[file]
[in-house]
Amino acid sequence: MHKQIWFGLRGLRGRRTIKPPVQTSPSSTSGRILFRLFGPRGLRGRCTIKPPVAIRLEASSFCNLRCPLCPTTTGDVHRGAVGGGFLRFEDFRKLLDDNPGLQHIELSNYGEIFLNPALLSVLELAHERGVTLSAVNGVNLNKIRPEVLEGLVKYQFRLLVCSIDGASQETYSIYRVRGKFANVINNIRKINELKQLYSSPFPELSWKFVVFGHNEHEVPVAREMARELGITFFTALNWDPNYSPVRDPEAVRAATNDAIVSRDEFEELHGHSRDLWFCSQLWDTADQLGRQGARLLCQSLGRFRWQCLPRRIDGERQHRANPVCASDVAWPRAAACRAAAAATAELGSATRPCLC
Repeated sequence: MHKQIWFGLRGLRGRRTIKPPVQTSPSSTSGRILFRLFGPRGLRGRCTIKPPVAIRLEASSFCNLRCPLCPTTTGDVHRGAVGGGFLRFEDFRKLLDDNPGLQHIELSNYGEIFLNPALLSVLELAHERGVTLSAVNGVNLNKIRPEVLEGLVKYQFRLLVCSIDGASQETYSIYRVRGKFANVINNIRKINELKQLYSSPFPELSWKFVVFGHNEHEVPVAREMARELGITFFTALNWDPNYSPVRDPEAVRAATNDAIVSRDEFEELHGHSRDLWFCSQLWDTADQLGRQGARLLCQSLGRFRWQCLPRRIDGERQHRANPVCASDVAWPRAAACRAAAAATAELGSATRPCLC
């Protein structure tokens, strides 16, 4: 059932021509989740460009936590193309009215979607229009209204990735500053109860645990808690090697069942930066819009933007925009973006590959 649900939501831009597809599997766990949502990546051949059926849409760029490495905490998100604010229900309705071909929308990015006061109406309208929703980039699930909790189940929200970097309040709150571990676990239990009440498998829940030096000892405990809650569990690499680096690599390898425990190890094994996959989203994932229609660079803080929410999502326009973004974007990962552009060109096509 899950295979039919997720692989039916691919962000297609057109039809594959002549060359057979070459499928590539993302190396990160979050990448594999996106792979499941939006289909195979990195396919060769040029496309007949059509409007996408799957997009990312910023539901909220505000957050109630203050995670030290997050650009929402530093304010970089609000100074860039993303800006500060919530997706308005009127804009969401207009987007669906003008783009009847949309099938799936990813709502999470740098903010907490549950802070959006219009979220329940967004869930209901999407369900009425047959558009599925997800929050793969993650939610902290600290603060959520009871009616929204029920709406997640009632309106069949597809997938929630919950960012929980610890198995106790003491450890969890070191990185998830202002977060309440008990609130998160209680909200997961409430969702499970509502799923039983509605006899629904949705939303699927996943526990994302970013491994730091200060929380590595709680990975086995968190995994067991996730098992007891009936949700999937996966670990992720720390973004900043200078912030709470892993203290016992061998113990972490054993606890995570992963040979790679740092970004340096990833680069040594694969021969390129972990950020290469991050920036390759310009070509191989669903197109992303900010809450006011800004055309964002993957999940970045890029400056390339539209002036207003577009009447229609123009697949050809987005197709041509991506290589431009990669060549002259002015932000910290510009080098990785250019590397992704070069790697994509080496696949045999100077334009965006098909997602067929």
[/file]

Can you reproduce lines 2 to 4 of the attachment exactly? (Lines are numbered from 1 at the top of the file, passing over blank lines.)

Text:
Amino acid sequence: MHKQIWFGLRGLRGRRTIKPPVQTSPSSTSGRILFRLFGPRGLRGRCTIKPPVAIRLEASSFCNLRCPLCPTTTGDVHRGAVGGGFLRFEDFRKLLDDNPGLQHIELSNYGEIFLNPALLSVLELAHERGVTLSAVNGVNLNKIRPEVLEGLVKYQFRLLVCSIDGASQETYSIYRVRGKFANVINNIRKINELKQLYSSPFPELSWKFVVFGHNEHEVPVAREMARELGITFFTALNWDPNYSPVRDPEAVRAATNDAIVSRDEFEELHGHSRDLWFCSQLWDTADQLGRQGARLLCQSLGRFRWQCLPRRIDGERQHRANPVCASDVAWPRAAACRAAAAATAELGSATRPCLC
Repeated sequence: MHKQIWFGLRGLRGRRTIKPPVQTSPSSTSGRILFRLFGPRGLRGRCTIKPPVAIRLEASSFCNLRCPLCPTTTGDVHRGAVGGGFLRFEDFRKLLDDNPGLQHIELSNYGEIFLNPALLSVLELAHERGVTLSAVNGVNLNKIRPEVLEGLVKYQFRLLVCSIDGASQETYSIYRVRGKFANVINNIRKINELKQLYSSPFPELSWKFVVFGHNEHEVPVAREMARELGITFFTALNWDPNYSPVRDPEAVRAATNDAIVSRDEFEELHGHSRDLWFCSQLWDTADQLGRQGARLLCQSLGRFRWQCLPRRIDGERQHRANPVCASDVAWPRAAACRAAAAATAELGSATRPCLC
């Protein structure tokens, strides 16, 4: 059932021509989740460009936590193309009215979607229009209204990735500053109860645990808690090697069942930066819009933007925009973006590959 649900939501831009597809599997766990949502990546051949059926849409760029490495905490998100604010229900309705071909929308990015006061109406309208929703980039699930909790189940929200970097309040709150571990676990239990009440498998829940030096000892405990809650569990690499680096690599390898425990190890094994996959989203994932229609660079803080929410999502326009973004974007990962552009060109096509 899950295979039919997720692989039916691919962000297609057109039809594959002549060359057979070459499928590539993302190396990160979050990448594999996106792979499941939006289909195979990195396919060769040029496309007949059509409007996408799957997009990312910023539901909220505000957050109630203050995670030290997050650009929402530093304010970089609000100074860039993303800006500060919530997706308005009127804009969401207009987007669906003008783009009847949309099938799936990813709502999470740098903010907490549950802070959006219009979220329940967004869930209901999407369900009425047959558009599925997800929050793969993650939610902290600290603060959520009871009616929204029920709406997640009632309106069949597809997938929630919950960012929980610890198995106790003491450890969890070191990185998830202002977060309440008990609130998160209680909200997961409430969702499970509502799923039983509605006899629904949705939303699927996943526990994302970013491994730091200060929380590595709680990975086995968190995994067991996730098992007891009936949700999937996966670990992720720390973004900043200078912030709470892993203290016992061998113990972490054993606890995570992963040979790679740092970004340096990833680069040594694969021969390129972990950020290469991050920036390759310009070509191989669903197109992303900010809450006011800004055309964002993957999940970045890029400056390339539209002036207003577009009447229609123009697949050809987005197709041509991506290589431009990669060549002259002015932000910290510009080098990785250019590397992704070069790697994509080496696949045999100077334009965006098909997602067929």